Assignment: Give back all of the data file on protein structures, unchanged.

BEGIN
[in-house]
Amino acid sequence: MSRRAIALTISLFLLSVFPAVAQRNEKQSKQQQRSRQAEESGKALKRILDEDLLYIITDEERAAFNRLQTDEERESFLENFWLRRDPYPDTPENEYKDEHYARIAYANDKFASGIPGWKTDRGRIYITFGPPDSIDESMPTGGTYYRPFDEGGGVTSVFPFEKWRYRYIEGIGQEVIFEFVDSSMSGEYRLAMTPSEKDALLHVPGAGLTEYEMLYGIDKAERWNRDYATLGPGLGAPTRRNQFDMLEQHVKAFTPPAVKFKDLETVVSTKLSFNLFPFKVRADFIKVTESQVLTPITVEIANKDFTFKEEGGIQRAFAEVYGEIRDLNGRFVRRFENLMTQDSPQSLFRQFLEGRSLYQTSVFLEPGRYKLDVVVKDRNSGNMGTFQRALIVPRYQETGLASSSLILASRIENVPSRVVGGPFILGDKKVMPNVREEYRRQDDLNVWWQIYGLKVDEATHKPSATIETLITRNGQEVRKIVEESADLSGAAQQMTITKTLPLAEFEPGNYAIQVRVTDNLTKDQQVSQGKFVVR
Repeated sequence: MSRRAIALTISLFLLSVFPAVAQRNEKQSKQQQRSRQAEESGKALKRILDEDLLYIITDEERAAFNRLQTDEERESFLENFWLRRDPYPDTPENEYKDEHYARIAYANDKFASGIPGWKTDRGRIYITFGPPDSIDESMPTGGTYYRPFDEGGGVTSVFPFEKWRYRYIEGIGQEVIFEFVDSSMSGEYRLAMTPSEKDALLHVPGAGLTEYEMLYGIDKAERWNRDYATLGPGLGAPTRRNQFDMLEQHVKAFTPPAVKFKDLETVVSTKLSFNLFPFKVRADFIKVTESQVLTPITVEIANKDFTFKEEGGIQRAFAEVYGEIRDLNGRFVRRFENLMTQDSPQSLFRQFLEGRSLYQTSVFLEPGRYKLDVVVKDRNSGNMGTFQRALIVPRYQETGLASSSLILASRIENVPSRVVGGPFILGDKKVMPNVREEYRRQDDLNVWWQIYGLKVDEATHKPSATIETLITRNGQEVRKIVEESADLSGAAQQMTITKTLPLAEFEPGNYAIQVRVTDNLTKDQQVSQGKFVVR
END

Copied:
[in-house]
Amino acid sequence: MSRRAIALTISLFLLSVFPAVAQRNEKQSKQQQRSRQAEESGKALKRILDEDLLYIITDEERAAFNRLQTDEERESFLENFWLRRDPYPDTPENEYKDEHYARIAYANDKFASGIPGWKTDRGRIYITFGPPDSIDESMPTGGTYYRPFDEGGGVTSVFPFEKWRYRYIEGIGQEVIFEFVDSSMSGEYRLAMTPSEKDALLHVPGAGLTEYEMLYGIDKAERWNRDYATLGPGLGAPTRRNQFDMLEQHVKAFTPPAVKFKDLETVVSTKLSFNLFPFKVRADFIKVTESQVLTPITVEIANKDFTFKEEGGIQRAFAEVYGEIRDLNGRFVRRFENLMTQDSPQSLFRQFLEGRSLYQTSVFLEPGRYKLDVVVKDRNSGNMGTFQRALIVPRYQETGLASSSLILASRIENVPSRVVGGPFILGDKKVMPNVREEYRRQDDLNVWWQIYGLKVDEATHKPSATIETLITRNGQEVRKIVEESADLSGAAQQMTITKTLPLAEFEPGNYAIQVRVTDNLTKDQQVSQGKFVVR
Repeated sequence: MSRRAIALTISLFLLSVFPAVAQRNEKQSKQQQRSRQAEESGKALKRILDEDLLYIITDEERAAFNRLQTDEERESFLENFWLRRDPYPDTPENEYKDEHYARIAYANDKFASGIPGWKTDRGRIYITFGPPDSIDESMPTGGTYYRPFDEGGGVTSVFPFEKWRYRYIEGIGQEVIFEFVDSSMSGEYRLAMTPSEKDALLHVPGAGLTEYEMLYGIDKAERWNRDYATLGPGLGAPTRRNQFDMLEQHVKAFTPPAVKFKDLETVVSTKLSFNLFPFKVRADFIKVTESQVLTPITVEIANKDFTFKEEGGIQRAFAEVYGEIRDLNGRFVRRFENLMTQDSPQSLFRQFLEGRSLYQTSVFLEPGRYKLDVVVKDRNSGNMGTFQRALIVPRYQETGLASSSLILASRIENVPSRVVGGPFILGDKKVMPNVREEYRRQDDLNVWWQIYGLKVDEATHKPSATIETLITRNGQEVRKIVEESADLSGAAQQMTITKTLPLAEFEPGNYAIQVRVTDNLTKDQQVSQGKFVVR